The data Google collects, and how it’s used

Google’s technologies are embedded in millions of third-party websites (and likely many of the ones you use).

So it’s well placed to collect data about your online activities, including research you might do on intimate topics such as depression, miscarriage, abortion, diabetes, weight loss, heart disease, divorce, erectile dysfunction and so on.

Google can then combine this data with the information it already has about you from its own services, such as where you live, what you buy, where you go and who you associate with.

Google says it doesn’t use users’ health data or other “sensitive” data for its targeted advertising business. But it does not promise it won’t collect such sensitive data, keep it, combine it with data about our other activities or use it for non-advertising business purposes.

For example, Google has made moves to enter various health services markets. And there’s speculation it may start supplying health products and life insurance in future.

Further, unless you have changed the “ad personalisation” settings in your Google account, Google can use data from third-party sites which it does not classify as “sensitive” to target you with ads. This data could include whether you’re searching for baby clothes, travel insurance, retirement living, or a house in a specific suburb.

But even if you have opted out of personalised ads, Google’s privacy policy doesn’t say it will stop collecting and retaining the data itself.

Online search for 'depression'.
Google has access to enough information to build highly detailed profiles of users, covering different aspects of their lives.
Shutterstock

What was misleading?

The ACCC claims Google’s 2016 notification about its increased tracking was misleading. The notice led with the benign headline, “Some new features for your Google Account”, followed by:

We’ve introduced some optional features for your account, giving you more control over the data Google collects and how it’s used, while allowing Google to show you more relevant ads.

The statements further down in the notification were arguably unclear about what Google actually planned to change. The ACCC says the notification was misleading because:

Consumers could not have properly understood the changes Google was making nor how their data would be used and so did not – and could not – give informed consent.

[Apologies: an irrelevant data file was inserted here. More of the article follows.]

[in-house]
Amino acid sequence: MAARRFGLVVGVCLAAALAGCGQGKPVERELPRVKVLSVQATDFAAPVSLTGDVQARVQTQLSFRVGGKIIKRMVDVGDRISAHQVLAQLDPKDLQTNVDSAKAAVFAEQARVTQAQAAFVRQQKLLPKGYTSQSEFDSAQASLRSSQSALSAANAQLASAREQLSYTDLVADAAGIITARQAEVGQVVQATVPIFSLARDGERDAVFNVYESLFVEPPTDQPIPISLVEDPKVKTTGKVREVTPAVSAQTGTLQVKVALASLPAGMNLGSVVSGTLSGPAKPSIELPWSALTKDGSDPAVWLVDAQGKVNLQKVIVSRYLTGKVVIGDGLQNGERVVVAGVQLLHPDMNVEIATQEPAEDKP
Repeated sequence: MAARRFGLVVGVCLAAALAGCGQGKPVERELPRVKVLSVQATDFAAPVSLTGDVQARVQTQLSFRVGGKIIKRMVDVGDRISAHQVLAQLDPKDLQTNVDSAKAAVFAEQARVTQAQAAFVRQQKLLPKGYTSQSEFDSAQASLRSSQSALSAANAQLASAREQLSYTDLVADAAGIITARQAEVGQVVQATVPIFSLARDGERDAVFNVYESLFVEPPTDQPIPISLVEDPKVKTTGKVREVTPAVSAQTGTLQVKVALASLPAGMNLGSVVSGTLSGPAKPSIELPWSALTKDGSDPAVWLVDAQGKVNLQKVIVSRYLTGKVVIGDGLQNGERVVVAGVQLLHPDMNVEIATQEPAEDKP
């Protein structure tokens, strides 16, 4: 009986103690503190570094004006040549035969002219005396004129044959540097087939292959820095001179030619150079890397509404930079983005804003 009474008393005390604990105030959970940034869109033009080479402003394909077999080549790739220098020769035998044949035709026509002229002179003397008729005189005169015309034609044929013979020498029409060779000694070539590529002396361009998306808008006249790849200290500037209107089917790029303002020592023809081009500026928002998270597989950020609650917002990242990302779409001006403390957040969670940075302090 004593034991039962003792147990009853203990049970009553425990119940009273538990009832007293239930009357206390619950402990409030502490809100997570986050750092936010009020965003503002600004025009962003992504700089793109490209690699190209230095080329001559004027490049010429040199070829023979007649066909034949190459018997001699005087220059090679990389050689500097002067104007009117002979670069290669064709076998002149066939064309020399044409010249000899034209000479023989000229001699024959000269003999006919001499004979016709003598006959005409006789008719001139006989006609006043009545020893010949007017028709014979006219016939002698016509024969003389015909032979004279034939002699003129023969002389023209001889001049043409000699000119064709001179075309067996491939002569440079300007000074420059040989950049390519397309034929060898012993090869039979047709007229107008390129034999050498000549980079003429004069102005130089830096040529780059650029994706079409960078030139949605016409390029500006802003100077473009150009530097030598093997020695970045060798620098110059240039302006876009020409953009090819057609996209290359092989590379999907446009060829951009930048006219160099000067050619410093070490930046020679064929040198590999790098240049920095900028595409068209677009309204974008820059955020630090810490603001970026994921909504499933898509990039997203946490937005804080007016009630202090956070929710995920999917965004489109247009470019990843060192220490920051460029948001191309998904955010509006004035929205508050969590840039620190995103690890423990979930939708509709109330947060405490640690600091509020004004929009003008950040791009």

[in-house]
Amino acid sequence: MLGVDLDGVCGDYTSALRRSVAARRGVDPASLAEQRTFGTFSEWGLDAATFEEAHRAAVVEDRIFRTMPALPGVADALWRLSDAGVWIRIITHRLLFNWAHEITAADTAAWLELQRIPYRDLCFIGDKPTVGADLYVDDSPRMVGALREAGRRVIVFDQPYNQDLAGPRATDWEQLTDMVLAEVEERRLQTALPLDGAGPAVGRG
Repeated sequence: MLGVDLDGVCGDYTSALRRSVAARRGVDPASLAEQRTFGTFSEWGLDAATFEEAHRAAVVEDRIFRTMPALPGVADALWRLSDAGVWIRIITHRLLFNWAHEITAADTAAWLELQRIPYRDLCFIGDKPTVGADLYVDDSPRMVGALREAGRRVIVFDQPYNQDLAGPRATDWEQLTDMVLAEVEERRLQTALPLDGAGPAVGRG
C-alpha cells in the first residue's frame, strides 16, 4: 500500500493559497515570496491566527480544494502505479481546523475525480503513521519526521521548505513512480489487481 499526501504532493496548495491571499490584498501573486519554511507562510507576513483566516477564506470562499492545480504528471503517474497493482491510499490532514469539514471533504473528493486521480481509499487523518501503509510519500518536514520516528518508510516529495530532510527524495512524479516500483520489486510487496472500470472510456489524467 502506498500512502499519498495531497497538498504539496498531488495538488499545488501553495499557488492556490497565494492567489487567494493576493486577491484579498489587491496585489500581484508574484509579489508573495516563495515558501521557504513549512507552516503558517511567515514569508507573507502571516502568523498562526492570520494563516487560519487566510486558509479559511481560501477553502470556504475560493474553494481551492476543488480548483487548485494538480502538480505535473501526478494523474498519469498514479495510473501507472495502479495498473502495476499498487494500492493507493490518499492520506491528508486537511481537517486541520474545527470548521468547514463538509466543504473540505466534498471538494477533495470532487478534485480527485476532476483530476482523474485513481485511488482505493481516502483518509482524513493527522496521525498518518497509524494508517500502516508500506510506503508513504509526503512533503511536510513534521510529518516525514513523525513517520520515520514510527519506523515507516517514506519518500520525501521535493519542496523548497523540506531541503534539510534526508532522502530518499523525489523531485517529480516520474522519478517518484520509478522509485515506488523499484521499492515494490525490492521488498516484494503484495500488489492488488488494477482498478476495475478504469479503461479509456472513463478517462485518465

It claims Google also misled consumers by stating in its privacy policy that it would not reduce users’ rights under the policy without their explicit consent, but then did exactly that.




Read more:
94% of Australians do not read all privacy policies that apply to them – and that’s rational behaviour


Privacy concerns warrant legal backing

In this case, the ACCC’s issue is that Google didn’t give consumers the real story about its plan to vastly increase personal data collection and use this information for commercial purposes. The ACCC’s action against Google should be a warning to all companies that currently fudge their privacy terms.

But what if Google had been transparent and the pop-up box instead said: “we are going to start collecting your personal data whenever you use third-party websites or apps that use Google technologies”?

Given the millions of websites using Google technologies, is it even possible for consumers to avoid this?

In Germany, the Federal Cartel Office last year found Facebook had abused its dominance by insisting on collecting users’ personal data via embedded technologies on non-Facebook websites and apps.

It argued Facebook’s market power gave it the ability to impose these practices on users, even against their wishes.

Australia does not have an “abuse of dominance law” to address single-firm exploitative conduct, such as raising prices or imposing intrusive privacy terms. Facebook currently collects data about Facebook users – and even non-users – from third-party websites and apps in Australia, without alerting us.

Facebook logo with multiple 'dislike' buttons.
Facebook has also come under fire for tracking its users’ activities on non-Facebook websites.
Shutterstock

The ACCC may succeed in proving misleading conduct by Google. And it might obtain a substantial fine against Google – potentially up to 10% of Google’s turnover in Australia.

But to stop tech giants from doing whatever they like with our data, we’ll need to consider a broader law against unfair practices.




Read more:
Australia’s privacy watchdog is taking Facebook to court. It’s a good start


The Conversation


Katharine Kemp, Senior Lecturer, Faculty of Law, UNSW, and Academic Lead, UNSW Grand Challenge on Trust, UNSW

This article is republished from The Conversation under a Creative Commons license. Read the original article.